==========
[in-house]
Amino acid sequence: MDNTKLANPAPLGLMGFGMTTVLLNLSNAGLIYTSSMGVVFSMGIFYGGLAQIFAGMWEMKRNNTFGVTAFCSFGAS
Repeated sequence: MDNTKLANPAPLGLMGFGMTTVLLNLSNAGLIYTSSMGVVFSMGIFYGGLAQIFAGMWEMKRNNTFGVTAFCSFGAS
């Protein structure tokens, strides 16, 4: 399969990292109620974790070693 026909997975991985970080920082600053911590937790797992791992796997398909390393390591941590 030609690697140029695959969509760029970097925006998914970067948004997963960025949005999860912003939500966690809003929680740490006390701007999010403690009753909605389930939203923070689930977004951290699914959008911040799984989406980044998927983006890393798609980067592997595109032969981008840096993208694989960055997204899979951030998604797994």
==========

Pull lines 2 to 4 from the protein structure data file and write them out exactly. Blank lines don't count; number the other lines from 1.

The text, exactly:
Amino acid sequence: MDNTKLANPAPLGLMGFGMTTVLLNLSNAGLIYTSSMGVVFSMGIFYGGLAQIFAGMWEMKRNNTFGVTAFCSFGAS
Repeated sequence: MDNTKLANPAPLGLMGFGMTTVLLNLSNAGLIYTSSMGVVFSMGIFYGGLAQIFAGMWEMKRNNTFGVTAFCSFGAS
């Protein structure tokens, strides 16, 4: 399969990292109620974790070693 026909997975991985970080920082600053911590937790797992791992796997398909390393390591941590 030609690697140029695959969509760029970097925006998914970067948004997963960025949005999860912003939500966690809003929680740490006390701007999010403690009753909605389930939203923070689930977004951290699914959008911040799984989406980044998927983006890393798609980067592997595109032969981008840096993208694989960055997204899979951030998604797994």